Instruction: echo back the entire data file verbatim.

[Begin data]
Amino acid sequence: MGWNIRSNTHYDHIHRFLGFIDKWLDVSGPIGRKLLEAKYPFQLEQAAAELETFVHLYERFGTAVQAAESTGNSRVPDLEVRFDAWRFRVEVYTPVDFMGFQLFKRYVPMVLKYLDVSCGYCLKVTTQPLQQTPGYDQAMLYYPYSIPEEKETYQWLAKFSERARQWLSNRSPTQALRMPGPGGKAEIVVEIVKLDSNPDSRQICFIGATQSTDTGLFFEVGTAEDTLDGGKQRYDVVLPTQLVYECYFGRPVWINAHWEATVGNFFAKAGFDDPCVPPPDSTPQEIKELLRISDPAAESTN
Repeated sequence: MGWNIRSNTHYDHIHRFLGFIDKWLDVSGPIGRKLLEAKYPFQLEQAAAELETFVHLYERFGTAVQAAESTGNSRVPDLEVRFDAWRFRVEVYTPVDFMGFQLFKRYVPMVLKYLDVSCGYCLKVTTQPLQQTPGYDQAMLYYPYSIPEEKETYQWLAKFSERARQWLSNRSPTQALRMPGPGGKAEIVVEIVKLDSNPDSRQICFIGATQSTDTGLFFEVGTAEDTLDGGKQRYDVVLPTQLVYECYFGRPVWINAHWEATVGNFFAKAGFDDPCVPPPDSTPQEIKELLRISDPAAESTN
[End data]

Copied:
Amino acid sequence: MGWNIRSNTHYDHIHRFLGFIDKWLDVSGPIGRKLLEAKYPFQLEQAAAELETFVHLYERFGTAVQAAESTGNSRVPDLEVRFDAWRFRVEVYTPVDFMGFQLFKRYVPMVLKYLDVSCGYCLKVTTQPLQQTPGYDQAMLYYPYSIPEEKETYQWLAKFSERARQWLSNRSPTQALRMPGPGGKAEIVVEIVKLDSNPDSRQICFIGATQSTDTGLFFEVGTAEDTLDGGKQRYDVVLPTQLVYECYFGRPVWINAHWEATVGNFFAKAGFDDPCVPPPDSTPQEIKELLRISDPAAESTN
Repeated sequence: MGWNIRSNTHYDHIHRFLGFIDKWLDVSGPIGRKLLEAKYPFQLEQAAAELETFVHLYERFGTAVQAAESTGNSRVPDLEVRFDAWRFRVEVYTPVDFMGFQLFKRYVPMVLKYLDVSCGYCLKVTTQPLQQTPGYDQAMLYYPYSIPEEKETYQWLAKFSERARQWLSNRSPTQALRMPGPGGKAEIVVEIVKLDSNPDSRQICFIGATQSTDTGLFFEVGTAEDTLDGGKQRYDVVLPTQLVYECYFGRPVWINAHWEATVGNFFAKAGFDDPCVPPPDSTPQEIKELLRISDPAAESTN